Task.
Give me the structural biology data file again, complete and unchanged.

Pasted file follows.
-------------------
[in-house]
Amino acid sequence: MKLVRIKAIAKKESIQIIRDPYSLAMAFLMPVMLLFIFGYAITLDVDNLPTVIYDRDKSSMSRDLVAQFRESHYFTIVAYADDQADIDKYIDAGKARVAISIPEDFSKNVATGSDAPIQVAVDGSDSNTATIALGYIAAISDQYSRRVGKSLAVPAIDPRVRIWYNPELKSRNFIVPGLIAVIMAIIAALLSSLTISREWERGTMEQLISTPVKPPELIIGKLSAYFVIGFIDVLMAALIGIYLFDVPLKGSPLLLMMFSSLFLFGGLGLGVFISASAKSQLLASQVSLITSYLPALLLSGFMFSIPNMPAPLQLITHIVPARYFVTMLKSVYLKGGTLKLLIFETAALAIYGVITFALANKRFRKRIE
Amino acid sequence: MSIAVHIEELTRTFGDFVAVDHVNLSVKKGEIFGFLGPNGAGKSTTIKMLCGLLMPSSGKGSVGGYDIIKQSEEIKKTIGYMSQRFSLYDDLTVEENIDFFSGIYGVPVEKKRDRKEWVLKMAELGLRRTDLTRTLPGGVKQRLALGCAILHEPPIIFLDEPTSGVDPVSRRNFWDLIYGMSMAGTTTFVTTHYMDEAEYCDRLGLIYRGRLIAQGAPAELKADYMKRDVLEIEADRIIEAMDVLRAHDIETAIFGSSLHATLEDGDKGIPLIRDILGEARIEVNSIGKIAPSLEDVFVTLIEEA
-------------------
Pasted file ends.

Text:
[in-house]
Amino acid sequence: MKLVRIKAIAKKESIQIIRDPYSLAMAFLMPVMLLFIFGYAITLDVDNLPTVIYDRDKSSMSRDLVAQFRESHYFTIVAYADDQADIDKYIDAGKARVAISIPEDFSKNVATGSDAPIQVAVDGSDSNTATIALGYIAAISDQYSRRVGKSLAVPAIDPRVRIWYNPELKSRNFIVPGLIAVIMAIIAALLSSLTISREWERGTMEQLISTPVKPPELIIGKLSAYFVIGFIDVLMAALIGIYLFDVPLKGSPLLLMMFSSLFLFGGLGLGVFISASAKSQLLASQVSLITSYLPALLLSGFMFSIPNMPAPLQLITHIVPARYFVTMLKSVYLKGGTLKLLIFETAALAIYGVITFALANKRFRKRIE
Amino acid sequence: MSIAVHIEELTRTFGDFVAVDHVNLSVKKGEIFGFLGPNGAGKSTTIKMLCGLLMPSSGKGSVGGYDIIKQSEEIKKTIGYMSQRFSLYDDLTVEENIDFFSGIYGVPVEKKRDRKEWVLKMAELGLRRTDLTRTLPGGVKQRLALGCAILHEPPIIFLDEPTSGVDPVSRRNFWDLIYGMSMAGTTTFVTTHYMDEAEYCDRLGLIYRGRLIAQGAPAELKADYMKRDVLEIEADRIIEAMDVLRAHDIETAIFGSSLHATLEDGDKGIPLIRDILGEARIEVNSIGKIAPSLEDVFVTLIEEA